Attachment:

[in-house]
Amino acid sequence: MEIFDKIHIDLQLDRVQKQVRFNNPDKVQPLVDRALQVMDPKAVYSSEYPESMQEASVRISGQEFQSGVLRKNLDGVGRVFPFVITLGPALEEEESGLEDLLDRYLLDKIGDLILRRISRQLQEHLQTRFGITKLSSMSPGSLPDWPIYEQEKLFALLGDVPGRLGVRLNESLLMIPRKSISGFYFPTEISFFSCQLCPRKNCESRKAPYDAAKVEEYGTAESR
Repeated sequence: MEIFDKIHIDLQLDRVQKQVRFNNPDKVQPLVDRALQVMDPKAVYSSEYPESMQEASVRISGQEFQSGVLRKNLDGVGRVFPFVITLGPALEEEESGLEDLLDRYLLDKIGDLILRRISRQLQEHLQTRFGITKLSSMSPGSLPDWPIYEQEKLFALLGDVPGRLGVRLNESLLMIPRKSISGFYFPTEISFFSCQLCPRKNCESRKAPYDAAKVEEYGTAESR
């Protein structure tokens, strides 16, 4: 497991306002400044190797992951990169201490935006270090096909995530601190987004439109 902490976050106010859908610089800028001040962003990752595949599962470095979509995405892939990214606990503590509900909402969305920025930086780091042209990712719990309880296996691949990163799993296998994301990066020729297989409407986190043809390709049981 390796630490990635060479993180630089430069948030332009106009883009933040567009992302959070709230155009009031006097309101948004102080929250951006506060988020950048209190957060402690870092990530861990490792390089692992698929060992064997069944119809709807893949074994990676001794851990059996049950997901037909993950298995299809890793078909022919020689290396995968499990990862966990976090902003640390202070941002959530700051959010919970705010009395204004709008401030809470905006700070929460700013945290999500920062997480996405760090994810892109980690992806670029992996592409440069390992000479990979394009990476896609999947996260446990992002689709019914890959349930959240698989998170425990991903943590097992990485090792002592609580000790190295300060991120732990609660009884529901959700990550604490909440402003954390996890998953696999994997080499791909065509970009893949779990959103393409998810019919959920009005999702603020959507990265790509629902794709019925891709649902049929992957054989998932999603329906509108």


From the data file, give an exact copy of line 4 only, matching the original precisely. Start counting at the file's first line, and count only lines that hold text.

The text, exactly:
């Protein structure tokens, strides 16, 4: 497991306002400044190797992951990169201490935006270090096909995530601190987004439109 902490976050106010859908610089800028001040962003990752595949599962470095979509995405892939990214606990503590509900909402969305920025930086780091042209990712719990309880296996691949990163799993296998994301990066020729297989409407986190043809390709049981 390796630490990635060479993180630089430069948030332009106009883009933040567009992302959070709230155009009031006097309101948004102080929250951006506060988020950048209190957060402690870092990530861990490792390089692992698929060992064997069944119809709807893949074994990676001794851990059996049950997901037909993950298995299809890793078909022919020689290396995968499990990862966990976090902003640390202070941002959530700051959010919970705010009395204004709008401030809470905006700070929460700013945290999500920062997480996405760090994810892109980690992806670029992996592409440069390992000479990979394009990476896609999947996260446990992002689709019914890959349930959240698989998170425990991903943590097992990485090792002592609580000790190295300060991120732990609660009884529901959700990550604490909440402003954390996890998953696999994997080499791909065509970009893949779990959103393409998810019919959920009005999702603020959507990265790509629902794709019925891709649902049929992957054989998932999603329906509108």